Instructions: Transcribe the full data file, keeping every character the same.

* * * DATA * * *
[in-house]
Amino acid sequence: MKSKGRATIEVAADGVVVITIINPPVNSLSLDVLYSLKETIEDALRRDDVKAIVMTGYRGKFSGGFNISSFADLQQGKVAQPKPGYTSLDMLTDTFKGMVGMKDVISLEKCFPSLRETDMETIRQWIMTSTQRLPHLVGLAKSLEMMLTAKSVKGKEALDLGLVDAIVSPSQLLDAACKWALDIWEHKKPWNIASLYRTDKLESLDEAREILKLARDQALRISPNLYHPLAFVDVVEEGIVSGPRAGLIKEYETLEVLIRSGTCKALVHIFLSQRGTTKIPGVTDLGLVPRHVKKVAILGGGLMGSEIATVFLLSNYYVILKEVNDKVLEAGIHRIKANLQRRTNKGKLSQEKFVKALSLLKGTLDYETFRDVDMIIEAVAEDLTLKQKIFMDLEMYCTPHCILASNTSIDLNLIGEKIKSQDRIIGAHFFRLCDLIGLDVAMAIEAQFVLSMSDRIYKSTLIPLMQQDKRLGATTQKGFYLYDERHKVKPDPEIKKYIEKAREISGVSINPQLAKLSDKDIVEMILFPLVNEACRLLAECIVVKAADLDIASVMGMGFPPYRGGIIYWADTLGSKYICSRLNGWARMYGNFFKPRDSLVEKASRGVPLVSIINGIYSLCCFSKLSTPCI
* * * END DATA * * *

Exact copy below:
[in-house]
Amino acid sequence: MKSKGRATIEVAADGVVVITIINPPVNSLSLDVLYSLKETIEDALRRDDVKAIVMTGYRGKFSGGFNISSFADLQQGKVAQPKPGYTSLDMLTDTFKGMVGMKDVISLEKCFPSLRETDMETIRQWIMTSTQRLPHLVGLAKSLEMMLTAKSVKGKEALDLGLVDAIVSPSQLLDAACKWALDIWEHKKPWNIASLYRTDKLESLDEAREILKLARDQALRISPNLYHPLAFVDVVEEGIVSGPRAGLIKEYETLEVLIRSGTCKALVHIFLSQRGTTKIPGVTDLGLVPRHVKKVAILGGGLMGSEIATVFLLSNYYVILKEVNDKVLEAGIHRIKANLQRRTNKGKLSQEKFVKALSLLKGTLDYETFRDVDMIIEAVAEDLTLKQKIFMDLEMYCTPHCILASNTSIDLNLIGEKIKSQDRIIGAHFFRLCDLIGLDVAMAIEAQFVLSMSDRIYKSTLIPLMQQDKRLGATTQKGFYLYDERHKVKPDPEIKKYIEKAREISGVSINPQLAKLSDKDIVEMILFPLVNEACRLLAECIVVKAADLDIASVMGMGFPPYRGGIIYWADTLGSKYICSRLNGWARMYGNFFKPRDSLVEKASRGVPLVSIINGIYSLCCFSKLSTPCI